Even if convicts are not sex offenders, they typically still have trouble assimilating back into society. While some convicts are welcomed back by their friends and family, others may not be so fortunate. They could be disowned, thrown out of the house or may have spent too long in prison that they have nobody in the community outside. People may find it difficult to trust ex-convicts, who themselves could suffer from self-esteem issues. For example, when renting a place to stay, applicants usually have to declare if they have ever been convicted of a felony. Ex-convicts are barred from private housing and usually have to live in low-income public housing, where drugs and gang violence are rampant. These environments are not conducive and can easily turn a person back to crime, even if they had made their mind up to turn over a new leaf. Additionally, since the mark of “convicted felon” stays for a lifetime, former prisoners may have trouble ever finding a good place to stay, let alone settling back into familial relationships or getting together with someone.
Lastly, convicts are also punished through the psychological changes they are subject to when entering prison. Almost nobody comes out of prison unchanged after having served their time. Life in prison can seem very bleak and boring, without purpose, free will or dignity. Convicts have nowhere to call their own, no choice in what they do, what they eat or where they go. They live in constant fear of infringing any rules and having their sentence extended. They are separated from family and friends, having to go for months, years or even decades without experiencing a kind word or a gentle touch. With the increased sentence length nowadays, convicts learn to adapt when thrown into a cold environment, resulting in inevitable psychological changes once they emerge from confinement and return to the community. It used to be believed that one’s personality remains mostly the same throughout adulthood, but recent studies are beginning to suggest that one’s experience in prison almost always has an impact on their personality in an attempt to adapt to the harsh environment. Most ex-convicts agree that after spending long years in prison, “you ain’t the same”. According to a qualitative study conducted by psychologist Marieke Liema and criminologist Maarten Kunst, 25 former prisoners who had been released from their lifetime sentences stated that they had developed “institutionalized personality traits”, including difficulty trusting others, impeded decision making and difficulty engaging in relationships, as a result of long years spent in prison.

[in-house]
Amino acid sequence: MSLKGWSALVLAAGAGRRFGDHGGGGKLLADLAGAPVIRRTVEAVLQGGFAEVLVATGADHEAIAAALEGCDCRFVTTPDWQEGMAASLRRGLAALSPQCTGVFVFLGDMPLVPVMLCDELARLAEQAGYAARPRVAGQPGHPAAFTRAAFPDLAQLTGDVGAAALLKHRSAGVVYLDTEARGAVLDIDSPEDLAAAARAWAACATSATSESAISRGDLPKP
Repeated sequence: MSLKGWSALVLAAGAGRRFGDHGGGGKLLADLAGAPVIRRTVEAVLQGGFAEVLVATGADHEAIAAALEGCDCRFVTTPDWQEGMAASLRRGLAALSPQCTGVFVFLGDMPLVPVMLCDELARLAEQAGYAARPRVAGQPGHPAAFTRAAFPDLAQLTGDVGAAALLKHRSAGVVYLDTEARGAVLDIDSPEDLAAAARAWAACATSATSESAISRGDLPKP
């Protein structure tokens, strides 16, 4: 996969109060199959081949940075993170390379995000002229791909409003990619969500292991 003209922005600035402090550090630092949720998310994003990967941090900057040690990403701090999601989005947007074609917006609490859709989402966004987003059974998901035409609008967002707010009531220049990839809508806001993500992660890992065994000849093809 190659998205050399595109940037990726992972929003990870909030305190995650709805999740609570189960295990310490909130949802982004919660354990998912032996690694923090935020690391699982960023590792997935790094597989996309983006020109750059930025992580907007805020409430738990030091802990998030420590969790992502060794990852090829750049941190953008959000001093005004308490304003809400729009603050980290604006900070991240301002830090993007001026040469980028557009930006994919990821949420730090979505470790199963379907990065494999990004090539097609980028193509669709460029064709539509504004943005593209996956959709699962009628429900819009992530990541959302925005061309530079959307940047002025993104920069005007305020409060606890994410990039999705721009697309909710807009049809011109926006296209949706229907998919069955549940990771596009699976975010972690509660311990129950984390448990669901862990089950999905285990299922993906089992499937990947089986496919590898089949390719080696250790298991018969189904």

From these three areas of punishment even post-release from prison, it would be difficult to argue that convicts’ punishment ends with their prison sentence. Even if an ex-convict has no difficulty in returning to their previous job and finding a place in society, they have undoubtedly gone through some mental and emotional changes while in prison that will affect them for a lifetime.
May 08, 2020